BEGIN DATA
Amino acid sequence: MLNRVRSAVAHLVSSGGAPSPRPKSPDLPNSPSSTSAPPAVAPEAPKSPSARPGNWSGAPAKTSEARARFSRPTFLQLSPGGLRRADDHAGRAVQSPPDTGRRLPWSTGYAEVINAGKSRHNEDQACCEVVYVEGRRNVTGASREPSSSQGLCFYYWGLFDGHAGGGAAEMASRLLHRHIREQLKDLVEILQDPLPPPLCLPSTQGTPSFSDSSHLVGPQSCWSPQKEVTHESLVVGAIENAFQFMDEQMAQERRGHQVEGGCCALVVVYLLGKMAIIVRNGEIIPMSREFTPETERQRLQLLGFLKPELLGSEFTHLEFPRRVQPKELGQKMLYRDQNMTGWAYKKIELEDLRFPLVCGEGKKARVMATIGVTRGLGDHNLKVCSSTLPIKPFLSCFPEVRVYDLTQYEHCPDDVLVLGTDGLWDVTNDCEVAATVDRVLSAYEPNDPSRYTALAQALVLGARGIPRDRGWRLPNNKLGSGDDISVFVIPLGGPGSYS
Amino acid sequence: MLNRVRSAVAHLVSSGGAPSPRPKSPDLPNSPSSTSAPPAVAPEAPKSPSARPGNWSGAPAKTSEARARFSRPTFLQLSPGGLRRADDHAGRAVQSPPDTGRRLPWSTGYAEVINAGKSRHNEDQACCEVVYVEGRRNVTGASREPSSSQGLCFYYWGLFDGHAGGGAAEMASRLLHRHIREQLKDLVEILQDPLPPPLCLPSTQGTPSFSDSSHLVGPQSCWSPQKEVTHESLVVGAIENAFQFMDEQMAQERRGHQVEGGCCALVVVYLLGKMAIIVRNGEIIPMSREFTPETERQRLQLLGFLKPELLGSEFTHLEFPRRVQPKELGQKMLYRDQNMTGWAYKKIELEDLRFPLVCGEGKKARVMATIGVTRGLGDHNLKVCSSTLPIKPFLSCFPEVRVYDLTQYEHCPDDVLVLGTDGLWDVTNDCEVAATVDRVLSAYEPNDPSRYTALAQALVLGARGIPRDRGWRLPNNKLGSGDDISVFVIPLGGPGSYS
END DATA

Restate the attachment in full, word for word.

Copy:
Amino acid sequence: MLNRVRSAVAHLVSSGGAPSPRPKSPDLPNSPSSTSAPPAVAPEAPKSPSARPGNWSGAPAKTSEARARFSRPTFLQLSPGGLRRADDHAGRAVQSPPDTGRRLPWSTGYAEVINAGKSRHNEDQACCEVVYVEGRRNVTGASREPSSSQGLCFYYWGLFDGHAGGGAAEMASRLLHRHIREQLKDLVEILQDPLPPPLCLPSTQGTPSFSDSSHLVGPQSCWSPQKEVTHESLVVGAIENAFQFMDEQMAQERRGHQVEGGCCALVVVYLLGKMAIIVRNGEIIPMSREFTPETERQRLQLLGFLKPELLGSEFTHLEFPRRVQPKELGQKMLYRDQNMTGWAYKKIELEDLRFPLVCGEGKKARVMATIGVTRGLGDHNLKVCSSTLPIKPFLSCFPEVRVYDLTQYEHCPDDVLVLGTDGLWDVTNDCEVAATVDRVLSAYEPNDPSRYTALAQALVLGARGIPRDRGWRLPNNKLGSGDDISVFVIPLGGPGSYS
Amino acid sequence: MLNRVRSAVAHLVSSGGAPSPRPKSPDLPNSPSSTSAPPAVAPEAPKSPSARPGNWSGAPAKTSEARARFSRPTFLQLSPGGLRRADDHAGRAVQSPPDTGRRLPWSTGYAEVINAGKSRHNEDQACCEVVYVEGRRNVTGASREPSSSQGLCFYYWGLFDGHAGGGAAEMASRLLHRHIREQLKDLVEILQDPLPPPLCLPSTQGTPSFSDSSHLVGPQSCWSPQKEVTHESLVVGAIENAFQFMDEQMAQERRGHQVEGGCCALVVVYLLGKMAIIVRNGEIIPMSREFTPETERQRLQLLGFLKPELLGSEFTHLEFPRRVQPKELGQKMLYRDQNMTGWAYKKIELEDLRFPLVCGEGKKARVMATIGVTRGLGDHNLKVCSSTLPIKPFLSCFPEVRVYDLTQYEHCPDDVLVLGTDGLWDVTNDCEVAATVDRVLSAYEPNDPSRYTALAQALVLGARGIPRDRGWRLPNNKLGSGDDISVFVIPLGGPGSYS